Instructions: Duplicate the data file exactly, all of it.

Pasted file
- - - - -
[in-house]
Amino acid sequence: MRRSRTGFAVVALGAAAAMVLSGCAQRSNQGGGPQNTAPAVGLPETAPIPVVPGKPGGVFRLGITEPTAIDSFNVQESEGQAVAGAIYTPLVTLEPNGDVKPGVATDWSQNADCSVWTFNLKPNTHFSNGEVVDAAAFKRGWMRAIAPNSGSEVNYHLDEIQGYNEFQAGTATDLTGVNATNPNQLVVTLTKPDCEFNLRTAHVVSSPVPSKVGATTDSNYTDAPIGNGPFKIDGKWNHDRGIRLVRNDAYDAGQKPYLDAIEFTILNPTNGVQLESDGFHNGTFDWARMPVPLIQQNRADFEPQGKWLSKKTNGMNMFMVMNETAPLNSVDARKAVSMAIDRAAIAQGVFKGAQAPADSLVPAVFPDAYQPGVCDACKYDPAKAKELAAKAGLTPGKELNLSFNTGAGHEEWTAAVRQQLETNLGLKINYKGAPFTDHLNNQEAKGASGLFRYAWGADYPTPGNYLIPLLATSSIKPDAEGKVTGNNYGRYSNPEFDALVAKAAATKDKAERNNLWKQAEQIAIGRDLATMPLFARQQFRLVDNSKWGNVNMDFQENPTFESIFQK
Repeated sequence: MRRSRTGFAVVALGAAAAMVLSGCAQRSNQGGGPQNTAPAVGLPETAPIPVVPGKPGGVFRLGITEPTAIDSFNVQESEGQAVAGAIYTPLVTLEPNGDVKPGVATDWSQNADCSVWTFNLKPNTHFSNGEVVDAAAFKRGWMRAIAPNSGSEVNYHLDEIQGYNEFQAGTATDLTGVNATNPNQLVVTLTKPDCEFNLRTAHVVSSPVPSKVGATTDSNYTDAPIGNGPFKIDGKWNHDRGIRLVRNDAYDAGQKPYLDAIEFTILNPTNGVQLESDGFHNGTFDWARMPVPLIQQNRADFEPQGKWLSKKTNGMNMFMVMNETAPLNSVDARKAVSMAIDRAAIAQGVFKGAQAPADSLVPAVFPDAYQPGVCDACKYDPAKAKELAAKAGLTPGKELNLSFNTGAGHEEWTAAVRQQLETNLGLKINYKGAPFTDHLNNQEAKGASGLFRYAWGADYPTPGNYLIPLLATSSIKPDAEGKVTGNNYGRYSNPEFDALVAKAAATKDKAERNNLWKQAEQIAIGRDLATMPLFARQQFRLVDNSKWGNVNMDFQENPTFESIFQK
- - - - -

[in-house]
Amino acid sequence: MRRSRTGFAVVALGAAAAMVLSGCAQRSNQGGGPQNTAPAVGLPETAPIPVVPGKPGGVFRLGITEPTAIDSFNVQESEGQAVAGAIYTPLVTLEPNGDVKPGVATDWSQNADCSVWTFNLKPNTHFSNGEVVDAAAFKRGWMRAIAPNSGSEVNYHLDEIQGYNEFQAGTATDLTGVNATNPNQLVVTLTKPDCEFNLRTAHVVSSPVPSKVGATTDSNYTDAPIGNGPFKIDGKWNHDRGIRLVRNDAYDAGQKPYLDAIEFTILNPTNGVQLESDGFHNGTFDWARMPVPLIQQNRADFEPQGKWLSKKTNGMNMFMVMNETAPLNSVDARKAVSMAIDRAAIAQGVFKGAQAPADSLVPAVFPDAYQPGVCDACKYDPAKAKELAAKAGLTPGKELNLSFNTGAGHEEWTAAVRQQLETNLGLKINYKGAPFTDHLNNQEAKGASGLFRYAWGADYPTPGNYLIPLLATSSIKPDAEGKVTGNNYGRYSNPEFDALVAKAAATKDKAERNNLWKQAEQIAIGRDLATMPLFARQQFRLVDNSKWGNVNMDFQENPTFESIFQK
Repeated sequence: MRRSRTGFAVVALGAAAAMVLSGCAQRSNQGGGPQNTAPAVGLPETAPIPVVPGKPGGVFRLGITEPTAIDSFNVQESEGQAVAGAIYTPLVTLEPNGDVKPGVATDWSQNADCSVWTFNLKPNTHFSNGEVVDAAAFKRGWMRAIAPNSGSEVNYHLDEIQGYNEFQAGTATDLTGVNATNPNQLVVTLTKPDCEFNLRTAHVVSSPVPSKVGATTDSNYTDAPIGNGPFKIDGKWNHDRGIRLVRNDAYDAGQKPYLDAIEFTILNPTNGVQLESDGFHNGTFDWARMPVPLIQQNRADFEPQGKWLSKKTNGMNMFMVMNETAPLNSVDARKAVSMAIDRAAIAQGVFKGAQAPADSLVPAVFPDAYQPGVCDACKYDPAKAKELAAKAGLTPGKELNLSFNTGAGHEEWTAAVRQQLETNLGLKINYKGAPFTDHLNNQEAKGASGLFRYAWGADYPTPGNYLIPLLATSSIKPDAEGKVTGNNYGRYSNPEFDALVAKAAATKDKAERNNLWKQAEQIAIGRDLATMPLFARQQFRLVDNSKWGNVNMDFQENPTFESIFQK